The source of the downturn in banking and sub-prime lending can clearly be laid at the feet of Congress itself. In the Community Reinvestment Act (or CRA) of 1977, Congress required banks to extend home mortgages to underserved populations and commercial loans to small businesses. In fact, Congress mandated that in order for banks to maintain their federal guarantees on deposits in changes to the CRA made in 2005, they would be required to make loans to low and moderate-income borrowers and to certain neighborhoods that they wouldn’t normally approve before that time.

In the late 1970’s, there was great outrage regarding bank “redlining” practices, where certain banks were accused of targeting only wealthier neighborhoods for their lending services. In fact, the Washington Post explained that minority applicants were approved for mortgages only 72% of the time while whites were approved 89%, and therefore, there was overwhelming evidence of discrimination in the lending industry (according to the Washington Post). The press didn’t focus on the quality of credit maintained by the potential borrowers who were being turned down or their ability to repay mortgage loans. But in any event, Congress dictated that income, credit history and net worth would basically be ignored, and subsequently, loans were made to credit unworthy borrowers who had no ability to repay the loans. Even worse, they required by law that Freddie  Mac (FRE) and Fannie Mae (FNM) fund these loans. Sound familiar?

I have known a lot of bankers during my professional life, and I can assure you that banks are in the business of loaning money. They really don’t care who they loan it to; they only care that it is repaid. I recognize that this is totally counter to politicians who couldn’t care less whether or not banks make money; they’re just out to get votes. If they can use their political clout to force banks to make loans that they shouldn’t, then it certainly gains votes for them.

I find it incredibly frustrating to hear how this matter is being reported in the news. Now that we have come full circle and many of these loans that the banks were required to make by government intervention have blown up, it is Congress saying that there now needs to be more governmental intervention in banking. I guess since they didn’t mess it up badly enough the first time, now they want to get involved and make it better….

Truly, banks would function much more efficiently without governmental intervention. “Governmental assistance” is an oxymoron; to suggest that our government can rectify this problem is incredibly naïve. Yes, the banks made enormous mistakes by lending to people they shouldn’t have extended loans to. But, it could hardly be legitimately argued that these lending tactics were the bank’s fault.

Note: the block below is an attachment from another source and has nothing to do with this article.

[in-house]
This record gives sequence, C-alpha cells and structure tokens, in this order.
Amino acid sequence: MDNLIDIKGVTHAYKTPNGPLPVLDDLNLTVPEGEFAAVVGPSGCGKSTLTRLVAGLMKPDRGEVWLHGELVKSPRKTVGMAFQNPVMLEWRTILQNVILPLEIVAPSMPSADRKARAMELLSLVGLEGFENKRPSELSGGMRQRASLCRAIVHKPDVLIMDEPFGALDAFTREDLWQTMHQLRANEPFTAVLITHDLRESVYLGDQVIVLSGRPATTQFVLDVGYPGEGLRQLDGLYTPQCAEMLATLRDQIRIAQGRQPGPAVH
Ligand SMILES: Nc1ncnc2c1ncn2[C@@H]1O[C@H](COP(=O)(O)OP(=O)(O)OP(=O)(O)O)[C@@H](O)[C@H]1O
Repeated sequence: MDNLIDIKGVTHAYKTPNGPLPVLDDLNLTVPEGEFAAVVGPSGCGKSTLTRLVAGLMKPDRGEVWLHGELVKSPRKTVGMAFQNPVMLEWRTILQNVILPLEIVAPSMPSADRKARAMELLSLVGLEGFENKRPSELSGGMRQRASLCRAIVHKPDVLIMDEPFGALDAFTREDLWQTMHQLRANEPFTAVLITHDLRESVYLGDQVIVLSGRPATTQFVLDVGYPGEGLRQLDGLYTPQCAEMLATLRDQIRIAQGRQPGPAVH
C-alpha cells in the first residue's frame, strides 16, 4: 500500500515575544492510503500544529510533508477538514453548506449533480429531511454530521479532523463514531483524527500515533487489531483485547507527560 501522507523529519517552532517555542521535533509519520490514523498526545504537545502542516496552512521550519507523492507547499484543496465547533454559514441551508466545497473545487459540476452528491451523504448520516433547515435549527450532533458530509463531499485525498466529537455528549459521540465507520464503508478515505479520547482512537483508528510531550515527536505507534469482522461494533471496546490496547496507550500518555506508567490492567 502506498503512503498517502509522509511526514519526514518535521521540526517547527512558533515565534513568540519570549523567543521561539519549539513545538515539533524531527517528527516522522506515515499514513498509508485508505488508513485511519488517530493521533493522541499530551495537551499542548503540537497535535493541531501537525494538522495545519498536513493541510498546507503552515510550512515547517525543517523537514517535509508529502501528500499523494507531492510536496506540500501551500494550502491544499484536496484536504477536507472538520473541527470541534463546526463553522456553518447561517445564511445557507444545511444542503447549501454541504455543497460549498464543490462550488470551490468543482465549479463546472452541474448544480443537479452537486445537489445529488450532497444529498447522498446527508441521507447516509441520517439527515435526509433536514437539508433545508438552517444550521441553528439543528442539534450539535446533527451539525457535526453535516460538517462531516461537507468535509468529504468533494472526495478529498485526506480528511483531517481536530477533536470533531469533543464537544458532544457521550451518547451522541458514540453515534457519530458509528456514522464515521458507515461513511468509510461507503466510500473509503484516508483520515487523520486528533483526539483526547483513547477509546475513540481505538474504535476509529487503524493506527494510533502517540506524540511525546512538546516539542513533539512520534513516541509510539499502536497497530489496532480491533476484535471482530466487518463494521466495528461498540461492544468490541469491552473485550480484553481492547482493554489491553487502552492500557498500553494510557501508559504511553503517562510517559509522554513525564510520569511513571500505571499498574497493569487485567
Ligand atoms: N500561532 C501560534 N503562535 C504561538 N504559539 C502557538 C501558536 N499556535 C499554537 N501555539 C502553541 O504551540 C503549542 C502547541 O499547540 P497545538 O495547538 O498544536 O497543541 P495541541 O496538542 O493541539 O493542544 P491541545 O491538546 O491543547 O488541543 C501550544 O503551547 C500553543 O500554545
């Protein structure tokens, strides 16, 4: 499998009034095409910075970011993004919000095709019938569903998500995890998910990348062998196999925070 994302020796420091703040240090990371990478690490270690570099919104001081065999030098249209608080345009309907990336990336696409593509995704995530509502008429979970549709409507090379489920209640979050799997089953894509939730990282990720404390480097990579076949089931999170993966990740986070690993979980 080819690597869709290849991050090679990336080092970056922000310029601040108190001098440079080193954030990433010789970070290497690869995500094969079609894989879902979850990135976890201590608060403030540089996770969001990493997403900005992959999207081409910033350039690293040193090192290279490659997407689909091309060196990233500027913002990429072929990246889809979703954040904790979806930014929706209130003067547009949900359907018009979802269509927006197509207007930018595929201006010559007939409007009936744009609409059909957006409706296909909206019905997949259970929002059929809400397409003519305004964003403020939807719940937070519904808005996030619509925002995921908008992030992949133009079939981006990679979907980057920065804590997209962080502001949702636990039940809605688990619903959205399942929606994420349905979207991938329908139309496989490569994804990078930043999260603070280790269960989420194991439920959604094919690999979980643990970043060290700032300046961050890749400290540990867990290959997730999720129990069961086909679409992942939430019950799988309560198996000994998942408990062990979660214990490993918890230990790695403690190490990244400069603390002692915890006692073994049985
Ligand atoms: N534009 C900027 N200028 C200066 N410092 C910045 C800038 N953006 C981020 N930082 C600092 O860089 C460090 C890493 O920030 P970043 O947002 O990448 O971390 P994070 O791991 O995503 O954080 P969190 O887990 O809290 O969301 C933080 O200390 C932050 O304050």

While there will certainly be foreclosures and a period of unrest in the real estate markets, the best solution to this problem would be to let the lenders and the banks work it out without governmental intervention. In a few years, we’ll look back at this time as being one of the great real estate buying opportunities of our lifetimes.

Wednesday, July 23, 2008

Dolly Moves Towards Land, Oil Drops, Interest Rates Creep Up, The Market Looks to Extend Gains

As Hurricane Dolly moves towards the Texas-Mexican border and away from the oil drilling platforms in the Gulf of Mexico, the oil market has decided thus far to take a breather once again. This morning oil is down on the Dolly news. This past week's earnings reports seem to be alluding to the fact that the financial stocks may be better than previously thought, thus the dollar has rallied on rising interest rates. We have already discussed in previous posts how a strong dollar will ultimately help drive oil prices lower.

There have been quite a few Fed presidents talking up the possibility of raising interest rates sooner rather than later to combat inflation. This would of course move only the short term rates, but the long term rates have moved higher on the inflation worries. When the long term rates creep up, mortgage rates go with them. There is some debate over whether this will cause potential buyers to get in now and lock in rates or stop them from buying altogether. History suggests that waiting around could be the wrong move to make. This could help jumpstart home sales from what the experts are saying.

The market has been performing well over the past week in almost all sectors but energy (due to the drop in energy prices) has lagged or fallen. Financials have jumped dramatically, and since the Dow and S&P are heavily weighted with financials, they have jumped accordingly. Remember our previous post - Where Do We Go From Here - 2nd Half 2008 - where we discussed the the financials and how we believed they would lead the rallies? Well, this has been exactly what has happened.